Free Radical Formation and Antioxidant Protection in Extracellular Fluids

  • John M. C. Gutteridge
Part of the NATO ASI Series book series (NSSA, volume 189)


The present. oxygen concentration of dry air is 21% (v/v) and aerobic life processes utilize molecular oxygen for the controlled oxidation of carbon-containing molecules in order to release energy and heat. Molecular oxygen is itself a radical with two unpaired electrons with parallel spins. Most incoming electrons would have opposite spins and therefore be restricted in their reactions with oxygen. This restriction considerably slows down the reaction of oxygen with non-radicals. Unfortunately, it also results in the formation of univalent reduction intermediates with unpaired electrons such as the hydroperoxyl radical (HO. 2), superoxide anion (0- 2) and the hydroxyl radical (•OH). At physiological pH values HO2 will yield the superoxide anion which is also formed in numerous metabolic processes (for reviews see Halliwell and Gutteridge 1985)1,2. Superoxide is able to do some direct damage in biological systems3 but is not considered a particularly aggressive oxidant. Nevertheless generation of 0- 2 has consistently been shown to accompany significant damage to biological molecules.4,5 The currently preferred explanation is that damage is usually mediated by a highly aggressive oxidant such as the hydroxyl radical. The chemical reaction sequence leading to •OH formation has been shown to involve hydrogen peroxide (H2O2) and a transition metal complex, with a variable oxidation number, and is known as the ‘Superoxide-driven Fenton’ reaction.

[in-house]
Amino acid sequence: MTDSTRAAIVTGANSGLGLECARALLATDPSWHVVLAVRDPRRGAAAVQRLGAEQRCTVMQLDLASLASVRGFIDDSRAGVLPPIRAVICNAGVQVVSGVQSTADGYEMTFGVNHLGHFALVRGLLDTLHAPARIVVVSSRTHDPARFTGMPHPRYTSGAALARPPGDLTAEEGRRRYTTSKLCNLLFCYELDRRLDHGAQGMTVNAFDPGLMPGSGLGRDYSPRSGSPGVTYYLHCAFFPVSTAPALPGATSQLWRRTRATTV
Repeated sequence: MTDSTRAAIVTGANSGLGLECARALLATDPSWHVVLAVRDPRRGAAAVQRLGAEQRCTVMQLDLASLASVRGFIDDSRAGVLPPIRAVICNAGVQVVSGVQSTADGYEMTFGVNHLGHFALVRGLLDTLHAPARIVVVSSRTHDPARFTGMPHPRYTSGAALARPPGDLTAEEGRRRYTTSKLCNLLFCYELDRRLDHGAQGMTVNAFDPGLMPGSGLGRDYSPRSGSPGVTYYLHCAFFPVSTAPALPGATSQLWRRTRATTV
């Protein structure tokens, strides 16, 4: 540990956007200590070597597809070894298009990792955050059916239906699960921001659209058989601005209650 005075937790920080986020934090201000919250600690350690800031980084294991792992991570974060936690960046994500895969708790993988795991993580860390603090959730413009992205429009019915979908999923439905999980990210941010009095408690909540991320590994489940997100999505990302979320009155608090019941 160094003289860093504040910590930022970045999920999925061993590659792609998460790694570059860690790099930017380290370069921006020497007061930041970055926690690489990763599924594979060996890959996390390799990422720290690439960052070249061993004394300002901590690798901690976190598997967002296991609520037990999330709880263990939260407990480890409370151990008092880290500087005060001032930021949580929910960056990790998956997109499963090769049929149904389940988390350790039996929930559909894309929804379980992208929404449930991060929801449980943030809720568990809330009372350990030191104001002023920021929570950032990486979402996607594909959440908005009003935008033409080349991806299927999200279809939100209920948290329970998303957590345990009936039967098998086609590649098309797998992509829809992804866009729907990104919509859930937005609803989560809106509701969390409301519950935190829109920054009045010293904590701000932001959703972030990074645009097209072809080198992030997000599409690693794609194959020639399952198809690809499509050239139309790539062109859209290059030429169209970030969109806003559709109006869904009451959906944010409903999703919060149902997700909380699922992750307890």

Extracellular Fluid Diene Conjugation Ferroxidase Activity Hydroperoxyl Radical Transfusional Iron Overload 


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Copyright information

© Plenum Press, New York 1990

Authors and Affiliations

  • John M. C. Gutteridge
    • 1
  1. 1.Molecular Toxicology Research Group Oklahoma Medical Research Foundation 825Oklahoma CityUSA

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